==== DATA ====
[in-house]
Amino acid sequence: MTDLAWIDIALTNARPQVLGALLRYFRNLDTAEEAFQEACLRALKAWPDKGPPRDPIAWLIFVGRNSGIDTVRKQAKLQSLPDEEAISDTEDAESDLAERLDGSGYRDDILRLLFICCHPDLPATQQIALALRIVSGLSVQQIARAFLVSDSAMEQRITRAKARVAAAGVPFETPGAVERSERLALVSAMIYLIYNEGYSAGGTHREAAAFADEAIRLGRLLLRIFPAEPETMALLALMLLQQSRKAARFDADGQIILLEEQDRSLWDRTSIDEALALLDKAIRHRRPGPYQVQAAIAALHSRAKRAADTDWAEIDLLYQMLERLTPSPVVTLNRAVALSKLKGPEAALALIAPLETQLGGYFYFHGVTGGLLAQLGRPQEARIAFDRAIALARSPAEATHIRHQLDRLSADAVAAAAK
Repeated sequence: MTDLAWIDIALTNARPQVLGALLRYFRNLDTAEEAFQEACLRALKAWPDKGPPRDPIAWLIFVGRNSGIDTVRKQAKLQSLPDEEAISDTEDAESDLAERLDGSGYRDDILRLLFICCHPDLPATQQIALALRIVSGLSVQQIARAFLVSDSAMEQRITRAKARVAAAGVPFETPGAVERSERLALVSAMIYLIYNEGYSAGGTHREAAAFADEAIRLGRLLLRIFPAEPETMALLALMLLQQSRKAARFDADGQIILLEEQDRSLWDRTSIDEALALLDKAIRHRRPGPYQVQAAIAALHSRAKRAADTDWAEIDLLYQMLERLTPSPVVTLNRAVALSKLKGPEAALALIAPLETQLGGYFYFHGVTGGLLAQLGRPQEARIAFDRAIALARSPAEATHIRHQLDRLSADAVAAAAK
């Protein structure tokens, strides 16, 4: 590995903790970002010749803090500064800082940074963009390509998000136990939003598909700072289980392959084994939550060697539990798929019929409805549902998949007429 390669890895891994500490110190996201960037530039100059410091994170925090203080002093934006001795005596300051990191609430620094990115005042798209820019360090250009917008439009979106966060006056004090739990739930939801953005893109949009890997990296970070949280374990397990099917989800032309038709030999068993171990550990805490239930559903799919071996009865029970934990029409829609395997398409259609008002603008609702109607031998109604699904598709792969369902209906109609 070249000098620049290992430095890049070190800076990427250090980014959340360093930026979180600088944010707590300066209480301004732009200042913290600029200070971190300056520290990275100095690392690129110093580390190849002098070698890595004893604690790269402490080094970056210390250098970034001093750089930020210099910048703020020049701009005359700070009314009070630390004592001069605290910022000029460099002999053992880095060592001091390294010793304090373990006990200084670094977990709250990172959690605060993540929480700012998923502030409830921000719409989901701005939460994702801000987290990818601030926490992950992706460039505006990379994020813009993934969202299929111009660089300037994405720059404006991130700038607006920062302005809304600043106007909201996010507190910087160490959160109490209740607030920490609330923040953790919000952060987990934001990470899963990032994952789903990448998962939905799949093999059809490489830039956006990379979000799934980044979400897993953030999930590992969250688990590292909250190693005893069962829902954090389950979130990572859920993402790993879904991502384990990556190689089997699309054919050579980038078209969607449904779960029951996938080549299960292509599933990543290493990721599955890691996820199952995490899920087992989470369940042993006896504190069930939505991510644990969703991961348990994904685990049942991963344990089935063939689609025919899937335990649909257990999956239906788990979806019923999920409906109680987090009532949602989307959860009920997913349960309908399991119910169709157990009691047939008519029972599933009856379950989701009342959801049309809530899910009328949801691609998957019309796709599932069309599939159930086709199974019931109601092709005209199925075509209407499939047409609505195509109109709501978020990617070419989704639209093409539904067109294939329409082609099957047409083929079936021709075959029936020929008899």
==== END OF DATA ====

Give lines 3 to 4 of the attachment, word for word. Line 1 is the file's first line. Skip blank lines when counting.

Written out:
Repeated sequence: MTDLAWIDIALTNARPQVLGALLRYFRNLDTAEEAFQEACLRALKAWPDKGPPRDPIAWLIFVGRNSGIDTVRKQAKLQSLPDEEAISDTEDAESDLAERLDGSGYRDDILRLLFICCHPDLPATQQIALALRIVSGLSVQQIARAFLVSDSAMEQRITRAKARVAAAGVPFETPGAVERSERLALVSAMIYLIYNEGYSAGGTHREAAAFADEAIRLGRLLLRIFPAEPETMALLALMLLQQSRKAARFDADGQIILLEEQDRSLWDRTSIDEALALLDKAIRHRRPGPYQVQAAIAALHSRAKRAADTDWAEIDLLYQMLERLTPSPVVTLNRAVALSKLKGPEAALALIAPLETQLGGYFYFHGVTGGLLAQLGRPQEARIAFDRAIALARSPAEATHIRHQLDRLSADAVAAAAK
């Protein structure tokens, strides 16, 4: 590995903790970002010749803090500064800082940074963009390509998000136990939003598909700072289980392959084994939550060697539990798929019929409805549902998949007429 390669890895891994500490110190996201960037530039100059410091994170925090203080002093934006001795005596300051990191609430620094990115005042798209820019360090250009917008439009979106966060006056004090739990739930939801953005893109949009890997990296970070949280374990397990099917989800032309038709030999068993171990550990805490239930559903799919071996009865029970934990029409829609395997398409259609008002603008609702109607031998109604699904598709792969369902209906109609 070249000098620049290992430095890049070190800076990427250090980014959340360093930026979180600088944010707590300066209480301004732009200042913290600029200070971190300056520290990275100095690392690129110093580390190849002098070698890595004893604690790269402490080094970056210390250098970034001093750089930020210099910048703020020049701009005359700070009314009070630390004592001069605290910022000029460099002999053992880095060592001091390294010793304090373990006990200084670094977990709250990172959690605060993540929480700012998923502030409830921000719409989901701005939460994702801000987290990818601030926490992950992706460039505006990379994020813009993934969202299929111009660089300037994405720059404006991130700038607006920062302005809304600043106007909201996010507190910087160490959160109490209740607030920490609330923040953790919000952060987990934001990470899963990032994952789903990448998962939905799949093999059809490489830039956006990379979000799934980044979400897993953030999930590992969250688990590292909250190693005893069962829902954090389950979130990572859920993402790993879904991502384990990556190689089997699309054919050579980038078209969607449904779960029951996938080549299960292509599933990543290493990721599955890691996820199952995490899920087992989470369940042993006896504190069930939505991510644990969703991961348990994904685990049942991963344990089935063939689609025919899937335990649909257990999956239906788990979806019923999920409906109680987090009532949602989307959860009920997913349960309908399991119910169709157990009691047939008519029972599933009856379950989701009342959801049309809530899910009328949801691609998957019309796709599932069309599939159930086709199974019931109601092709005209199925075509209407499939047409609505195509109109709501978020990617070419989704639209093409539904067109294939329409082609099957047409083929079936021709075959029936020929008899």